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Combining computational controls with natural text reveals aspects of meaning composition

A preprint version of the article is available at bioRxiv.


To study a core component of human intelligence—our ability to combine the meaning of words—neuroscientists have looked to linguistics. However, linguistic theories are insufficient to account for all brain responses reflecting linguistic composition. In contrast, we adopt a data-driven approach to study the composed meaning of words beyond their individual meaning, which we term ‘supra-word meaning’. We construct a computational representation for supra-word meaning and study its brain basis through brain recordings from two complementary imaging modalities. Using functional magnetic resonance imaging, we reveal that hubs that are thought to process lexical meaning also maintain supra-word meaning, suggesting a common substrate for lexical and combinatorial semantics. Surprisingly, we cannot detect supra-word meaning in magnetoencephalography, which suggests that composed meaning might be maintained through a different neural mechanism than the synchronized firing of pyramidal cells. This sensitivity difference has implications for past neuroimaging results and future wearable neurotechnology.

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Fig. 1: Approach.
Fig. 2: fMRI results.
Fig. 3: MEG prediction results at different spatial granularity.
Fig. 4: Direct comparisons of prediction performance of different meaning embeddings.

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Data availability

Two of the three data sets analysed during this study can be found at for the fMRI data set and at for the MEG data set. The remaining data set is available from the Courtois Neuromod group at Source data for Figs. 24 is available with this manuscript.

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All custom scripts are available without restrictions at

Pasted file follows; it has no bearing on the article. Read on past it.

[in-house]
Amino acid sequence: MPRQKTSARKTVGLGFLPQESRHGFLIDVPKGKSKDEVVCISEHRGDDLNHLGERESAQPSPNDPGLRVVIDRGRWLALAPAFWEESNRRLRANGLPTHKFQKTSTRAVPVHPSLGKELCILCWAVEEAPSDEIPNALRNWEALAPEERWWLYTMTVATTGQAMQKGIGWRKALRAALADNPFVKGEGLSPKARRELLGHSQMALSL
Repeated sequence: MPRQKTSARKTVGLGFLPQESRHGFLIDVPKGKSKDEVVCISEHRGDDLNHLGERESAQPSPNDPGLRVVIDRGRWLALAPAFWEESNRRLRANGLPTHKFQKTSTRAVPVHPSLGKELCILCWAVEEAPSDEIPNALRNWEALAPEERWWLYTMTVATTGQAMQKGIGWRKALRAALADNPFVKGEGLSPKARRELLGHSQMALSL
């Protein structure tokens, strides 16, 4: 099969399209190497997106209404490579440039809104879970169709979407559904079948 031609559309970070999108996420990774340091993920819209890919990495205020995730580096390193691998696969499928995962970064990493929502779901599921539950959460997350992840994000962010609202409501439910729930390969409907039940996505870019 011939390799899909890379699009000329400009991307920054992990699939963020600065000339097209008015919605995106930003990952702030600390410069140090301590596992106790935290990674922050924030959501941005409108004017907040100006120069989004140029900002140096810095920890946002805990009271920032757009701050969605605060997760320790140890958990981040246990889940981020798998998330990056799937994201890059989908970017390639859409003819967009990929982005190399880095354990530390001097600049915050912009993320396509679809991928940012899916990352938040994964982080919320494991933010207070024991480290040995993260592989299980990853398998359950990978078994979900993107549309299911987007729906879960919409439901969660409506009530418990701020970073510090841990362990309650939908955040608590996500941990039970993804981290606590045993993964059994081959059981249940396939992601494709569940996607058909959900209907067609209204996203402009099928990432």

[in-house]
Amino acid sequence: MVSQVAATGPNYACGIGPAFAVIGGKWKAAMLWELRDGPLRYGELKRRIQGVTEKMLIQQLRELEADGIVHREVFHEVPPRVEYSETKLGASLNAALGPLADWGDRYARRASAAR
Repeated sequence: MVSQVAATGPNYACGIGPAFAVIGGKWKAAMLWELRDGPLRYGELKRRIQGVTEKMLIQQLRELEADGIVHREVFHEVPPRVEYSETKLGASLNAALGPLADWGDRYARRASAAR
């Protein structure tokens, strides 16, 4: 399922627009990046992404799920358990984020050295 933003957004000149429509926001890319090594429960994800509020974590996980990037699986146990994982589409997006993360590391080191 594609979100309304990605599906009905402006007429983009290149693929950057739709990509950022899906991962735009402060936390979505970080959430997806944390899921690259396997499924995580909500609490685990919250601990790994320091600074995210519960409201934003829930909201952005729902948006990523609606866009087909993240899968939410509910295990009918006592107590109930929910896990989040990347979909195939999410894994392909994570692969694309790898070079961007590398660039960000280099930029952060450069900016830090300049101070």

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We thank E. Laing and D. Howarth for help with data collection and preprocessing, and M.J. Tarr for helpful feedback on the manuscript. Research reported in this publication was partially supported by the National Institute on Deafness and other Communication Disorders of the National Institutes of Health under award no. R01DC020088. The content is solely the responsibility of the authors and does not necessarily represent the official views of the National Institutes of Health. This research was also supported in part by a Google Faculty Research Award and the Air Force Office of Scientific Research through research grants FA95501710218 and FA95502010118.

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Authors and Affiliations



L.W. and T.M.M. selected the experimental stimuli. L.W. collected the fMRI and MEG data. All authors helped conceive and design the experimental analyses and analysed the data. M.T. developed the technique to remove shared information in neural network embeddings and conducted subsequent analyses. M.T. and L.W. wrote the original draft of the manuscript. All authors contributed to the review and editing.

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Correspondence to Leila Wehbe.

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Nature Computational Science thanks Katrin Erk, Milena Rabovsky, Chengqing Zong and Willem Zuidema for their contribution to the peer review of this work. Handling editor: Kaitlin McCardle, in collaboration with the Nature Computational Science team. Peer reviewer reports are available.

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Source Data Fig. 2

Statistical source data for Fig. 2b and the ATL and PTL sides of Fig. 2c.

Source Data Fig. 3

Statistical source data for Fig. 3.

Source Data Fig. 4

Statistical source data for Fig. 4.

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Toneva, M., Mitchell, T.M. & Wehbe, L. Combining computational controls with natural text reveals aspects of meaning composition. Nat Comput Sci 2, 745–757 (2022).

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